Reading time: 13 minutes
Diego del Valle Ríos, editor of Terremoto, talks with Alan Pelaez and Demian DinéYazhi’ about the personal and collective implications of confronting the colonial state, white supremacy, and heteropatriarchy in the US.
The coloniality of seeing can be described as cognitive and semantic devices that trace the evolution of social imaginaries in favor of a capitalist hegemony that is essentially racist. This is how the gaze conditions our possibilities of being together: everything that capitalism indicates us to see, and thereby feel or understand, is due to a strategy that reinforces it.
To reflect on the possibilities of resistance and emancipation of this unconscious force, I spoke with Alan Pelaez and Demian DinéYazhi’. Alan is a poet, writer, and artist who evokes through their writing a diaspora present not only in their personal history but also in the affectivity of their social circles, in relation to be Black, Queer, Latinx, and Indigenous. Similarly, the artist/activist initiative, R.I.S.E. (Radical Indigenous Survivance & Empowerment) founded by Demian, makes use of word’s graphic visuality to place it into tension in juxtaposition to images, and thus, form slogans of resistance that exhort unity and solidarity among the descendants and members of the Native American tribes.
Diego Del Valle Ríos: Your practices are a node that, from the incarnated word—which is the distillation of your ancestors’ experiences and knowledge—gathers the shared resistance and struggle between bodies that have been cornered and violated by homogenizing discourses and its representations. Both of you are in a rejection of the colonial state, white supremacy, and hetero-patriarchy in the US. How is it that your artistic practice came to this rejection and what does each of these toxic axes mean to you?
My poetry, then, serves as a way to talk back to empire and reclaim my love, my mourning, and my damn right to celebrate all parts of me.
Alan Pelaez: My poetic practice stems from beading. As a young undocumented person, I began to bead at seven-years-old in order to purchase food. While food was the immediate reason, I took up beading as an unintentional spiritual practice because that’s how kin in my community tell stories and retain our culture. Beading alleviated my constant fear of living as an “illegal alien.” Once I learned to read and write in English (this took about six years), I started to explore written poetry. As a poet, a portion of my writing attempts to contextualize what it means to love and mourn in the age of displacement. Loving as a queer Black and Indigenous person is in itself a rejection of the colonial state, white supremacy, and heteropatriarchy. At the same time, my constant thinking of mourning has allowed me to realize that our (Black, Indigenous and Queer) bodies were never meant to constantly mourn. Instead, at least in the Zapotec community, our bodies were to be celebrated. My poetry, then, serves as a way to talk back to empire and reclaim my love, my mourning, and my damn right to celebrate all parts of me.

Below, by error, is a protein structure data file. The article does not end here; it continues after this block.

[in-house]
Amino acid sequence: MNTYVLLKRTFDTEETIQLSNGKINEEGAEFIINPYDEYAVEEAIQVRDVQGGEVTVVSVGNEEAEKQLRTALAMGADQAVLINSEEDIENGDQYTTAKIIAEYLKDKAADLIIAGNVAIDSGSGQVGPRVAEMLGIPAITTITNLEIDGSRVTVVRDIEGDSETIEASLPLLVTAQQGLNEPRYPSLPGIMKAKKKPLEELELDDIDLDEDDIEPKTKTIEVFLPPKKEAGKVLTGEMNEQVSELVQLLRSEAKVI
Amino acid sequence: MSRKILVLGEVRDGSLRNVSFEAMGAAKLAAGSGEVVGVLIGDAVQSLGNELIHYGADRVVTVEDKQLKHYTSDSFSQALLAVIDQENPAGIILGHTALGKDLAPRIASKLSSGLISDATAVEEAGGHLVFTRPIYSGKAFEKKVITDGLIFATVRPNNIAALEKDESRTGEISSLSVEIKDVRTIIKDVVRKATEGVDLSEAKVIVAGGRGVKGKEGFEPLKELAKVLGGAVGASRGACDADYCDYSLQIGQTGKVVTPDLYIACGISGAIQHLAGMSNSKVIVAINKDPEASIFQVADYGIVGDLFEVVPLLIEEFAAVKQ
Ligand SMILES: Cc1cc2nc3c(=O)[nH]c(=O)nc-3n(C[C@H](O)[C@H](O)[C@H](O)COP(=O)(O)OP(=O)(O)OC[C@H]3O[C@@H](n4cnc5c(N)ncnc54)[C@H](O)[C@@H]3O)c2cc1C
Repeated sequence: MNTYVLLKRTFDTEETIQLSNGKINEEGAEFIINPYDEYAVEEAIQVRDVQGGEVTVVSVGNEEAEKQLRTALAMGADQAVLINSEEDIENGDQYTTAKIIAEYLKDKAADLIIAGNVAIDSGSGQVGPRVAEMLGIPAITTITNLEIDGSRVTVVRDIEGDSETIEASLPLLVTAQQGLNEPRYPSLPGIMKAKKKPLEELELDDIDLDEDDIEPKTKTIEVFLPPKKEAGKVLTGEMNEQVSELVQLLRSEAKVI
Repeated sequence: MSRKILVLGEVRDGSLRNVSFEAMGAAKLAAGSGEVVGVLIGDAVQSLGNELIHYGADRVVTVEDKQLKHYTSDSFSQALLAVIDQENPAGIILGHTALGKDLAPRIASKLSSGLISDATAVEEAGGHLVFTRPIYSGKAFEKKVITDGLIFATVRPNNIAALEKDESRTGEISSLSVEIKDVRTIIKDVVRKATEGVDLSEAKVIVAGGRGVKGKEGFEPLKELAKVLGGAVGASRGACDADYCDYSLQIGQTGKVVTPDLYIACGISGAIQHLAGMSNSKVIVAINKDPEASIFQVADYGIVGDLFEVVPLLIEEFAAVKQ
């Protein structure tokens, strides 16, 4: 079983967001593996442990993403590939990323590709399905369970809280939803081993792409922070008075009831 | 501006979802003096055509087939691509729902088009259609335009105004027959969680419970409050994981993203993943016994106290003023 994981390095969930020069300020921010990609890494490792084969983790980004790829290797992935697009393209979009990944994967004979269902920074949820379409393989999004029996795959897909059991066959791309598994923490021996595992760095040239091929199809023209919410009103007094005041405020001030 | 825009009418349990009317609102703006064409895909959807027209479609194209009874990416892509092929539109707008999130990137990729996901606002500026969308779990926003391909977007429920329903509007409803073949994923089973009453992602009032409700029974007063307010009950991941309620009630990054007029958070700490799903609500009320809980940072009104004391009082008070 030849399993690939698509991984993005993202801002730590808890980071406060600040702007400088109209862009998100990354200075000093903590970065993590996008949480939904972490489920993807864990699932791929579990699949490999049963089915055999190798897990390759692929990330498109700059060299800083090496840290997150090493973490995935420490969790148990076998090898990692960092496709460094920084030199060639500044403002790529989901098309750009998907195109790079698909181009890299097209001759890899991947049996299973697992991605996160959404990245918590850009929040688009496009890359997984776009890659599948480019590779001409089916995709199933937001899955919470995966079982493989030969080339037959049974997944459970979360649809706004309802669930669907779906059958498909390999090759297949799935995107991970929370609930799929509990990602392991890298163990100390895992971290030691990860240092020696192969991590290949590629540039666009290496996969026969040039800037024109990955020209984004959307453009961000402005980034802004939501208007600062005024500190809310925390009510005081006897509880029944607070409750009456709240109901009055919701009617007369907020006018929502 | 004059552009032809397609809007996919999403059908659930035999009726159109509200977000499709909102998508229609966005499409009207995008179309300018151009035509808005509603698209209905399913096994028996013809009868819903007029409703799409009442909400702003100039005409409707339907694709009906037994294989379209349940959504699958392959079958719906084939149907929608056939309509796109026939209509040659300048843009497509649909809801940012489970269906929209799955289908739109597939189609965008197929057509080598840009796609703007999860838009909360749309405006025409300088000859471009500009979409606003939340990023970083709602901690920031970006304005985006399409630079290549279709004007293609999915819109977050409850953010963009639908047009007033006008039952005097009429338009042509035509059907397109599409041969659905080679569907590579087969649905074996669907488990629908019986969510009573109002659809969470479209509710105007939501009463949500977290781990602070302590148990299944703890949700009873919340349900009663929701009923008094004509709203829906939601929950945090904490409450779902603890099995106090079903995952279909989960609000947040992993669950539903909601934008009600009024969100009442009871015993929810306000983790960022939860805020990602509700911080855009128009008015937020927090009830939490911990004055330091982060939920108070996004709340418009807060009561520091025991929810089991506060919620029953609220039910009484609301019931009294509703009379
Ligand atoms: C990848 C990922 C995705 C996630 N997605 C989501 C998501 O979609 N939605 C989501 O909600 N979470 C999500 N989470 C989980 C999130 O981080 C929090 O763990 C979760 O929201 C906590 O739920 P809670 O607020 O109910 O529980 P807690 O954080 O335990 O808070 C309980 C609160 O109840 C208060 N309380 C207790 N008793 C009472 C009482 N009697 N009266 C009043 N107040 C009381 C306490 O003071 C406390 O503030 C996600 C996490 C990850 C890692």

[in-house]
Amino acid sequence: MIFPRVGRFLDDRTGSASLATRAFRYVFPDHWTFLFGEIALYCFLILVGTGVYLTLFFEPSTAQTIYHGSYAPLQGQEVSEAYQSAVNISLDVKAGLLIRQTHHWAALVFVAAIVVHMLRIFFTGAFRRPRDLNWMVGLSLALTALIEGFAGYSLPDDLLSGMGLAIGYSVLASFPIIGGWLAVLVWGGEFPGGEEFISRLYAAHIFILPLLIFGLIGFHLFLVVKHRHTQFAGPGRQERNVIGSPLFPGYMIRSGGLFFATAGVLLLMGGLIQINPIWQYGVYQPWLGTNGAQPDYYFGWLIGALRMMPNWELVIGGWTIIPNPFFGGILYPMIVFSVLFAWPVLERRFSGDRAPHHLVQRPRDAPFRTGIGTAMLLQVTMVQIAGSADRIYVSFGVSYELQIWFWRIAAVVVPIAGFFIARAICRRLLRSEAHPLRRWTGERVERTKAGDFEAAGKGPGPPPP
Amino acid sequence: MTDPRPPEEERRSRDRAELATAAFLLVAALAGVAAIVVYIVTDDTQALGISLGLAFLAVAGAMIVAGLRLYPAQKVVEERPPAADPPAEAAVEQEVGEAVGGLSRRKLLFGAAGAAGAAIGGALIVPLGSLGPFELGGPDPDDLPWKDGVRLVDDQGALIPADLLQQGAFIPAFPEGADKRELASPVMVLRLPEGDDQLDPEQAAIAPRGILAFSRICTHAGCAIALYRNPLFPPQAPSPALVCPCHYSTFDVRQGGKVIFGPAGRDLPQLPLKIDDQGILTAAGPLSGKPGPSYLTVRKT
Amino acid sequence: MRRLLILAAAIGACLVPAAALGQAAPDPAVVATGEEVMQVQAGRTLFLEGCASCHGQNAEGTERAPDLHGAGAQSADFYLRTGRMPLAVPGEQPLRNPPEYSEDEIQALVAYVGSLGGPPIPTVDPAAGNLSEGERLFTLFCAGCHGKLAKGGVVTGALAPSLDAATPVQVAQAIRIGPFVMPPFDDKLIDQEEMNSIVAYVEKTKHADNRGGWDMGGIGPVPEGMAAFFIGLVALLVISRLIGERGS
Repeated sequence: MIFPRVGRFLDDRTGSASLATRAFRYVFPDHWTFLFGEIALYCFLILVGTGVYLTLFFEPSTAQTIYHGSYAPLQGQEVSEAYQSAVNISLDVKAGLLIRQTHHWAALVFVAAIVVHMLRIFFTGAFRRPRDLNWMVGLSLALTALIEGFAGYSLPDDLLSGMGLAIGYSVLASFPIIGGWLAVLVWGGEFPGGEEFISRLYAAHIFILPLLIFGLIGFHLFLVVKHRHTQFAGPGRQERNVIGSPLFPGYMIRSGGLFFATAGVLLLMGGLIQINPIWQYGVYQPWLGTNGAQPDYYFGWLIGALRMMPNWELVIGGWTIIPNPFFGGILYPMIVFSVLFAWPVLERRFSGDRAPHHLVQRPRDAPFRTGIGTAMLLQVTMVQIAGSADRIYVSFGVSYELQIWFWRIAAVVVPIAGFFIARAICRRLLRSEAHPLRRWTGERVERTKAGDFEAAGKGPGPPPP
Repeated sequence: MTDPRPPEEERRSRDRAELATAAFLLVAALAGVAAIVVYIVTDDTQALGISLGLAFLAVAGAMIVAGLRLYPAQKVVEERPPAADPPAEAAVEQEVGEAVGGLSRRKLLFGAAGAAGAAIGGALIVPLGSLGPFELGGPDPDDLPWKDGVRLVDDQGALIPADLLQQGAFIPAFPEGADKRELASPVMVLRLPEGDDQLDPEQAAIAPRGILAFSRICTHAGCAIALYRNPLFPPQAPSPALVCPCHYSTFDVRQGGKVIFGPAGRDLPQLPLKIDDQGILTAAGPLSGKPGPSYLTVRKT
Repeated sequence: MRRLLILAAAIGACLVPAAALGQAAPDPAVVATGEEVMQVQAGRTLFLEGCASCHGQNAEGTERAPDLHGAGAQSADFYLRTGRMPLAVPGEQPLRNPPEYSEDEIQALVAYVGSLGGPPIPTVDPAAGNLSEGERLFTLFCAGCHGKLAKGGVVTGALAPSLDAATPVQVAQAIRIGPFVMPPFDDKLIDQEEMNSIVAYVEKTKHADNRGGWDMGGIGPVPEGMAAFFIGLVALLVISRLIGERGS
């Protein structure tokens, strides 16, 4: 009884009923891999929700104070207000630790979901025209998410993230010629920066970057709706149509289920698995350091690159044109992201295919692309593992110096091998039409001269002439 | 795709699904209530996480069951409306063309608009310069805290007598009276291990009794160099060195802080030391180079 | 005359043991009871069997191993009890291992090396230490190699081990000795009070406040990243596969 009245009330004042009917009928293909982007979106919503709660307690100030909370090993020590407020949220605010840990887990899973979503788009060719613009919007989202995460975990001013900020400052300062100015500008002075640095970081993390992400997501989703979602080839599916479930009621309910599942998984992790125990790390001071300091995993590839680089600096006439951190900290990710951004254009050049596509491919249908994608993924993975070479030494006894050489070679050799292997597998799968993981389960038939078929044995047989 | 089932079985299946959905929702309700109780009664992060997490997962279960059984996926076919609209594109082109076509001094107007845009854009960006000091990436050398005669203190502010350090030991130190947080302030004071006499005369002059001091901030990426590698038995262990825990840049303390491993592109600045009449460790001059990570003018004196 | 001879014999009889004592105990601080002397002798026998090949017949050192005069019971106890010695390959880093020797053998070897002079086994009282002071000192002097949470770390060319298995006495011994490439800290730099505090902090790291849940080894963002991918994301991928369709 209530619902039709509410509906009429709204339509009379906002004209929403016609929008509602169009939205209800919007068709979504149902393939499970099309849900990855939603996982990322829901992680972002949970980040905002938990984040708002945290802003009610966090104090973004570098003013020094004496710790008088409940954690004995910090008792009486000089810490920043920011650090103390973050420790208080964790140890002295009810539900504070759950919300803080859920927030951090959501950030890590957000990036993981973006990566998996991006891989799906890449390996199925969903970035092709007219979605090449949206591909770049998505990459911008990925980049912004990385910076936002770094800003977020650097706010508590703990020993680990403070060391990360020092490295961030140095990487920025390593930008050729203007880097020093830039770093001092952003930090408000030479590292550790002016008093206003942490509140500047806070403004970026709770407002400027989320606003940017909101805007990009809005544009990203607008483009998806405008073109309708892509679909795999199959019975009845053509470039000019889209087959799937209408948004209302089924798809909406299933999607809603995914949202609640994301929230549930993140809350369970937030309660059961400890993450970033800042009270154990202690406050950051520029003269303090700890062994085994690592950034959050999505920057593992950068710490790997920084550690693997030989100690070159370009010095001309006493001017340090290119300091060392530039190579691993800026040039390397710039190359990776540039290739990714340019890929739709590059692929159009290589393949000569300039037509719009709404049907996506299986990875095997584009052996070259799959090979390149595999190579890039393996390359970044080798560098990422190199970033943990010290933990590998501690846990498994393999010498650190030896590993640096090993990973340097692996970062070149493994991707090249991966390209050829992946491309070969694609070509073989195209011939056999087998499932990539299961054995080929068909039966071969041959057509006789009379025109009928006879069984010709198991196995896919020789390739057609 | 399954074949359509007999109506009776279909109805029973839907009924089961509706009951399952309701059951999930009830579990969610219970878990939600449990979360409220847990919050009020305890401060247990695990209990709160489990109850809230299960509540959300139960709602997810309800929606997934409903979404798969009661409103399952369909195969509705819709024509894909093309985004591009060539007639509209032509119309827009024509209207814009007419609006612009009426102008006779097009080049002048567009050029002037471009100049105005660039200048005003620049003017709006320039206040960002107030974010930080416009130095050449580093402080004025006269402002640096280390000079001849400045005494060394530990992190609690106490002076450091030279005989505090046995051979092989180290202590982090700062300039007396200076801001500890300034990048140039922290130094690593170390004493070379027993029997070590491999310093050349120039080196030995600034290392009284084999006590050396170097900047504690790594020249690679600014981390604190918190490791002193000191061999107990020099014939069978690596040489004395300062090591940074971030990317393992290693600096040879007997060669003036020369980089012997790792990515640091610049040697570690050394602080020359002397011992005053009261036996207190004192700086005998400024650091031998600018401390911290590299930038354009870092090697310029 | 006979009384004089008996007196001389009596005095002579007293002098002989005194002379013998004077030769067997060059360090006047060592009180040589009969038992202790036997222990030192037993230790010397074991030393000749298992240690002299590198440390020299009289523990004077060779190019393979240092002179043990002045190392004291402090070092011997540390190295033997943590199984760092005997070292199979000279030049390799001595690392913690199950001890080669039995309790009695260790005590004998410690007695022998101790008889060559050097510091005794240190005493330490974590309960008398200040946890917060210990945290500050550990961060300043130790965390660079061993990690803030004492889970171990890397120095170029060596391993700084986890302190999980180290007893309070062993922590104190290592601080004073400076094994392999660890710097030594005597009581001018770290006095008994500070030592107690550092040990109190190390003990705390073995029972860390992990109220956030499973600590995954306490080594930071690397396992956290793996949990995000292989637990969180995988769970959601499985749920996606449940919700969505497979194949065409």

Demian DinéYazhi’: Like most indigenous and queer peoples, I feel my rejection and critical response to white supremacy came through years and years of self-destructive behavior. Until I reach a critical point of complete self-destruction, I began to analyze and figure out what the source was. For people who grew up in border-towns, it’s sometime really challenging and difficult to find a name or place amongst our community, specially when there are conservatism and assimilationist agendas that have completely misshaped peoples relationships to both the land and any social culture or landscape.
It was through confronting and recognizing the ways in which I was uncomfortable in white spaces that I began to eventually unpack my own ancestry. My self-destructive nature and tendencies as an indigenous queer person coupled with really embracing my ancestry in relationship to severe extreme white culture, really allowed me to understand myself as a result of being completely colonized by white ancestry—this suffocating and disgusting hetero-patriarchal forest that corrupts and corrodes communities. I grew up mostly in a matrilineal female household as part of a tribe with a matriarcal and matrilineal ancestrally. Having so much curiosity in women and gender studies, and being critical about how these are usually constructed and radicalized through European-White settler perspectives opened my eyes to the need to find my own voice and language.
By owning my voice I found other people having the same discussions and insecurities, asking similar questions, and feeling the same way. R.I.S.E is a response to that, it is not only my voice is a collective response—female and indigenous queers who are also part of feminist communities. It’s a loud decolonial politic to be asserted to settler colonialism, white supremacy, hetero-patriarchy capitalism, or any imposed form of Western construct.
DDVR: You both describe a process of personal reconciliation through which you are vindicate your experience away from the imposed colonial perspective that had a strong impact on your personal growth—in relation to your communities—by imposing stereotypes and circumstances of violence, precariousness, and abuse. How did you handle the uncertainty and complexity of recognizing yourselves vulnerable of white supremacy? How are you reclaiming art and poetry from a decolonial perspective within these processes?